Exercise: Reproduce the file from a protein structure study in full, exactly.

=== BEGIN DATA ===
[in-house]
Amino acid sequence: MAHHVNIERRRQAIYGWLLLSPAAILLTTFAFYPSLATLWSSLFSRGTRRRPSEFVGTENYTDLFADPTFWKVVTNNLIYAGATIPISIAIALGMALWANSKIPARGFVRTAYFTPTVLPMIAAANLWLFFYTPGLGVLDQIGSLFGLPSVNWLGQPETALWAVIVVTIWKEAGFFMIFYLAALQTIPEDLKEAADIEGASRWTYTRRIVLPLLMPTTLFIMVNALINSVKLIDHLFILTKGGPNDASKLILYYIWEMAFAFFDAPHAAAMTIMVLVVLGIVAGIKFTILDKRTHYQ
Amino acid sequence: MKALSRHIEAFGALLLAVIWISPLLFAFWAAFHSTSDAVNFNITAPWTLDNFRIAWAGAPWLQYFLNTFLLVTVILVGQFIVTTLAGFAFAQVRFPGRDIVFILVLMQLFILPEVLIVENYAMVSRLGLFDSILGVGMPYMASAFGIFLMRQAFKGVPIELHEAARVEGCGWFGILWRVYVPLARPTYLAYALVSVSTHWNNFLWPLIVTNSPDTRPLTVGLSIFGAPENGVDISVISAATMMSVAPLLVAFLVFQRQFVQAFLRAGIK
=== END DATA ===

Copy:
[in-house]
Amino acid sequence: MAHHVNIERRRQAIYGWLLLSPAAILLTTFAFYPSLATLWSSLFSRGTRRRPSEFVGTENYTDLFADPTFWKVVTNNLIYAGATIPISIAIALGMALWANSKIPARGFVRTAYFTPTVLPMIAAANLWLFFYTPGLGVLDQIGSLFGLPSVNWLGQPETALWAVIVVTIWKEAGFFMIFYLAALQTIPEDLKEAADIEGASRWTYTRRIVLPLLMPTTLFIMVNALINSVKLIDHLFILTKGGPNDASKLILYYIWEMAFAFFDAPHAAAMTIMVLVVLGIVAGIKFTILDKRTHYQ
Amino acid sequence: MKALSRHIEAFGALLLAVIWISPLLFAFWAAFHSTSDAVNFNITAPWTLDNFRIAWAGAPWLQYFLNTFLLVTVILVGQFIVTTLAGFAFAQVRFPGRDIVFILVLMQLFILPEVLIVENYAMVSRLGLFDSILGVGMPYMASAFGIFLMRQAFKGVPIELHEAARVEGCGWFGILWRVYVPLARPTYLAYALVSVSTHWNNFLWPLIVTNSPDTRPLTVGLSIFGAPENGVDISVISAATMMSVAPLLVAFLVFQRQFVQAFLRAGIK